1. Perhaps prisoners should be given vouchers and allowed to pick the prison they prefer to be housed in.

  2. Isn't Harris AG today and sorta campaigning for the Senate?

    The effect of California's weird open primary system, leading to two Democrats and no Republican on the ballot, is that Harris is a shoo-in and can afford to be lazy. Her website has no policy position on health.

  3. "What Harris says implies that every potato on the inmates’ plates, and every brick in the building, and all the guards’ shoes, must be made by a government agency (or, I guess, donated by a nonprofit), or right there in the prison."

    It does? That's not anywhere close to how I interpreted her quote.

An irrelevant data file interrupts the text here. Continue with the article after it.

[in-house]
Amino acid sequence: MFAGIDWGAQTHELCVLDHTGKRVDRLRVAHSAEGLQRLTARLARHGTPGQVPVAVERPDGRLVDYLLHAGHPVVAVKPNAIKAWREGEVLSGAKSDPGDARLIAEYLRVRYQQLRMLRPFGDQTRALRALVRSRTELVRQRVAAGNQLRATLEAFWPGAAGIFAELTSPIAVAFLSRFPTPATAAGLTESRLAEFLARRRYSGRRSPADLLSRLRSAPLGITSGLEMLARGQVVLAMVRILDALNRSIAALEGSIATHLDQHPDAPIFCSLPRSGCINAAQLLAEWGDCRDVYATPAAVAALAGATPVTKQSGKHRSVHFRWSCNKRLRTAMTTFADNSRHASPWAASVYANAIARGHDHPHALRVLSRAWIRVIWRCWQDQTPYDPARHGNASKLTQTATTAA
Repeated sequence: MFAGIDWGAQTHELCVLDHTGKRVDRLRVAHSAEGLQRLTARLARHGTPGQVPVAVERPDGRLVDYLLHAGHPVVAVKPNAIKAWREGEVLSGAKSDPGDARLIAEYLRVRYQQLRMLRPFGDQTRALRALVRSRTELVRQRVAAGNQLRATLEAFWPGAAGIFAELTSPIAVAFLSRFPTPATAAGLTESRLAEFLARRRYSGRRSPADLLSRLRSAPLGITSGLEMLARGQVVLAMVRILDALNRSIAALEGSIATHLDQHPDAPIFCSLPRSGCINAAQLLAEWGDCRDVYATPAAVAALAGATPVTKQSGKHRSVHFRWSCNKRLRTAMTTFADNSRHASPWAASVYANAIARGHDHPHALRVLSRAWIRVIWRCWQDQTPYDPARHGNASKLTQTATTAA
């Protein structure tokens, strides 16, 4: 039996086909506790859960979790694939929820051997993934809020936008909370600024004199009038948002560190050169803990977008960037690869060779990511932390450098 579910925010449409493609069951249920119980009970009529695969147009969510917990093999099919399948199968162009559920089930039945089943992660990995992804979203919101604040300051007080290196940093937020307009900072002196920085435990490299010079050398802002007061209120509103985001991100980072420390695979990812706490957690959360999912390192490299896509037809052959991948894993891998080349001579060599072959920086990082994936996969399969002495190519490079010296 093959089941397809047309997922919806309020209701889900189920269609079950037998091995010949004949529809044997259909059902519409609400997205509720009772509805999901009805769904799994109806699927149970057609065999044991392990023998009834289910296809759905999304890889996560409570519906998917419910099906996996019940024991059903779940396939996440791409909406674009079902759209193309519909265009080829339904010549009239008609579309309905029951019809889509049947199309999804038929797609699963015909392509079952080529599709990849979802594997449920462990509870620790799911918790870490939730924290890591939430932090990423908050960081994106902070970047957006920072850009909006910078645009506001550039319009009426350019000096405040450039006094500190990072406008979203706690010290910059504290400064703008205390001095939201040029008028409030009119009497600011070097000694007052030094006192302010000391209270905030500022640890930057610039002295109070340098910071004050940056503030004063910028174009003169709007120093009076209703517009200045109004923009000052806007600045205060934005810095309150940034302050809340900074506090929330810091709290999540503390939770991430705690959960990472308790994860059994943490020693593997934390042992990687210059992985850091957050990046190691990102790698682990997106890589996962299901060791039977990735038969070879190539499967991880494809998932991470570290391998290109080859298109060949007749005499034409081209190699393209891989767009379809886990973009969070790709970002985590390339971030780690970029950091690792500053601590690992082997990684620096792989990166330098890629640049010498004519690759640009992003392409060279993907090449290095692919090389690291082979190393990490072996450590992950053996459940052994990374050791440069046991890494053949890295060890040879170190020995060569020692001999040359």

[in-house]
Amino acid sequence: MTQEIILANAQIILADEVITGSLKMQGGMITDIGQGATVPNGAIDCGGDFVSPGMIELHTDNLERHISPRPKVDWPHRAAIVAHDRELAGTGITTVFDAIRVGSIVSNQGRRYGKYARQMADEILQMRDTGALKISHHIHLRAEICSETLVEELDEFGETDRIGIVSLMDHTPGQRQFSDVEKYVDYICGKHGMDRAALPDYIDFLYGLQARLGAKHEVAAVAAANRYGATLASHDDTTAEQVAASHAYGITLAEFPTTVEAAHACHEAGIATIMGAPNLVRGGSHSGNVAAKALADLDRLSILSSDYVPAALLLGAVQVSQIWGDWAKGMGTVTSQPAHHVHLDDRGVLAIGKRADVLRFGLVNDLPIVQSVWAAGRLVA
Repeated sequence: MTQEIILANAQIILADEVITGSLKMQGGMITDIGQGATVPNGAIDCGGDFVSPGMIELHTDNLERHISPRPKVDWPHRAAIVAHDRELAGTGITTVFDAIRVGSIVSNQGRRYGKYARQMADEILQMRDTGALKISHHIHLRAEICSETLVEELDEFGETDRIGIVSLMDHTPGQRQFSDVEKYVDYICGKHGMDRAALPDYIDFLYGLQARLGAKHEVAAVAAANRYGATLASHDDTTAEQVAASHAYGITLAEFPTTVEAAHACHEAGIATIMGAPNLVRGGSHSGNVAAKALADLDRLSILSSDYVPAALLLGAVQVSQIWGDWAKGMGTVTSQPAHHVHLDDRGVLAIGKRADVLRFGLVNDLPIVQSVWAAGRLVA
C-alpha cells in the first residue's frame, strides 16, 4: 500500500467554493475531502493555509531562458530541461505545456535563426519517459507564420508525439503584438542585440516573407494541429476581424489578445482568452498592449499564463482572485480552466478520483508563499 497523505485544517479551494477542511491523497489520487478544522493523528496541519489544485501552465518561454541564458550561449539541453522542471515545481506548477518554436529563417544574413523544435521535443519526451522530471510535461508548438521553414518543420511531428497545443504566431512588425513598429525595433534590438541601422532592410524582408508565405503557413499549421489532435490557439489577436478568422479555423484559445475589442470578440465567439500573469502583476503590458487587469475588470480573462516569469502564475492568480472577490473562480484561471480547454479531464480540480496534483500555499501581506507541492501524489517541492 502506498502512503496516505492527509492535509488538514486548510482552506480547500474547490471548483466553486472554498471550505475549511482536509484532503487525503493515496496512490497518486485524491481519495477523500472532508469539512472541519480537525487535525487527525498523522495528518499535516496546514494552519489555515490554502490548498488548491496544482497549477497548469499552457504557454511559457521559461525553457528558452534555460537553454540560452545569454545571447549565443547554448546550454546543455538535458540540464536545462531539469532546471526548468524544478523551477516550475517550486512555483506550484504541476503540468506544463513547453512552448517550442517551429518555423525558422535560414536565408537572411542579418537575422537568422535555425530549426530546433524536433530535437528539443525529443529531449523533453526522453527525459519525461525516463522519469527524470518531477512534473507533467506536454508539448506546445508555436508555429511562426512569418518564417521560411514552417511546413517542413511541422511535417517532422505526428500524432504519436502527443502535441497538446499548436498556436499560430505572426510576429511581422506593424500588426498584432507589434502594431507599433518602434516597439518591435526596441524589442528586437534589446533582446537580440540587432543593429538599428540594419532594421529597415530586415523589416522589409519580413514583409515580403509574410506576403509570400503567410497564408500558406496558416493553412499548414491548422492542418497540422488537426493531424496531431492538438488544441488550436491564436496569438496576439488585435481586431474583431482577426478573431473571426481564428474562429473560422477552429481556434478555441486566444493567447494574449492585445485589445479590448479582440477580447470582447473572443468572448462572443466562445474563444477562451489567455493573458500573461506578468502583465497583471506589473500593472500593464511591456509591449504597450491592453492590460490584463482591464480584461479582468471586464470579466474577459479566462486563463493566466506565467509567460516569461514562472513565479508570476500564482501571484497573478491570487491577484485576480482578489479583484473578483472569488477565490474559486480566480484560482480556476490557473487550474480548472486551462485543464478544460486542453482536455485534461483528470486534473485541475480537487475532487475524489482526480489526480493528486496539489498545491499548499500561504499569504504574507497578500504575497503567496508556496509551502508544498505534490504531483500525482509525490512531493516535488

4. Amen Michael. Private prisons are a knee-jerk liberal bugaboo combining that camp’s instinctive dislike of companies and unwillingness to see the flaws of public sector unions and government – it’s as if we should give a cheer if the private prisons went away while the number of people behind bars went up “Sure we have mass incarceration, but at least it’s creating union jobs for government workers– woo hoo!”. Virtually every riot, abuse incident, human rights violation, destructive political lobbying and case of corruption in American prison history has been brought to us by the public sector — focusing on the small slice of the system that is private is a distraction from the fundamental issue that we have way, way, too many people behind bars, period.